Hurricanes on the Boardwalk
Hurricane season has always been a big deal in Miami, but not so much in Philadelphia. This could change soon.
Due to climate change, hurricanes may start making landfall further up the Atlantic seaboard than they have historically. Taking precautions to protect critical infrastructure has been common in Florida for a long time, but now areas like the New Jersey Shore, Philadelphia, and New York must also take steps to guard critical power infrastructure from hurricanes.
Responsible emergency planners in hurricane country, along the Gulf Coast and extending up to the Carolinas, plan for the high winds and storm surges that damage critical infrastructure. Even with planning, things can and do go wrong, as we saw with Hurricane Katrina in New Orleans.
As the number of people living in coastal communities increases, emergency planners must take more measures to safeguard power infrastructure during destructive weather. Safeguarding infrastructure often requires costly upgrades.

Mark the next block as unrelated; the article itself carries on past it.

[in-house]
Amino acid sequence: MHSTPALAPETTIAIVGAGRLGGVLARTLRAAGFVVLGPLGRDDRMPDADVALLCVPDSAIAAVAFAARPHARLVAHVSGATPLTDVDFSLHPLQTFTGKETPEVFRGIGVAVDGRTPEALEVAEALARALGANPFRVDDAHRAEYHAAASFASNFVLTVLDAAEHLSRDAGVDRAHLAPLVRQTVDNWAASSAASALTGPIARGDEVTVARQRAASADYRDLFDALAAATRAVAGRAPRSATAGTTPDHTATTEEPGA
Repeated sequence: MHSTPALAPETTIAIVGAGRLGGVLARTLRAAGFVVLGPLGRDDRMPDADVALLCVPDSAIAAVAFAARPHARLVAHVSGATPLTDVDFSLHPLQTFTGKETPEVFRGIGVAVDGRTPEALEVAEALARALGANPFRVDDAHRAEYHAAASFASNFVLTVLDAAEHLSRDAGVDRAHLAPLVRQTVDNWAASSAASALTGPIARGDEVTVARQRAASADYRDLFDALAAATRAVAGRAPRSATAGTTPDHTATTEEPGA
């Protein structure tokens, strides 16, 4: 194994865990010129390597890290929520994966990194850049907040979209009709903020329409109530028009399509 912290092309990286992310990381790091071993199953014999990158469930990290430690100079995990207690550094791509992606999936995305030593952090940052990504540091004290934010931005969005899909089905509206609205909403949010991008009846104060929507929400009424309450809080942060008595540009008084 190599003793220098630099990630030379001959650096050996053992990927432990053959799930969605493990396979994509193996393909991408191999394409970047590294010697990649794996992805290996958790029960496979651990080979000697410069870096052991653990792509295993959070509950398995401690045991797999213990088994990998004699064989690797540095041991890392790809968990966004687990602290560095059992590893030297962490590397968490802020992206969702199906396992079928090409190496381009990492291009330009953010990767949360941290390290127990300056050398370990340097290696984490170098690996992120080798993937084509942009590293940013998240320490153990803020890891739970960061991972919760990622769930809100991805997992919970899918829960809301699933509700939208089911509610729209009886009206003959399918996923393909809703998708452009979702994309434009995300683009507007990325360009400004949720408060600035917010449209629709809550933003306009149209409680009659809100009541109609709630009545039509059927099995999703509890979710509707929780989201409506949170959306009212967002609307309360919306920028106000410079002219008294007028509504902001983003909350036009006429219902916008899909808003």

The costs associated with major infrastructure improvements can make such ventures a tough sell to shareholders. The first step in mitigating potential risk is knowing the risk level for a city. This allows for better mitigation planning. After Superstorm Sandy, it is not a surprise that New York is at the top of the list. Who would guess that Hartford would be more at risk than Orlando?
Sandy caused eight million people to lose power. In some areas, it took months to restore power. Although Sandy was initially perceived as a rare event, planners are beginning to see it as a sign of things to come. Providing adequate emergency response to similar events in the future will depend on the availability of power.
To adequately prepare, we need to prioritize the areas that require the most help. Hopefully, Sandy serves as a warning for the future if we don’t prepare ahead.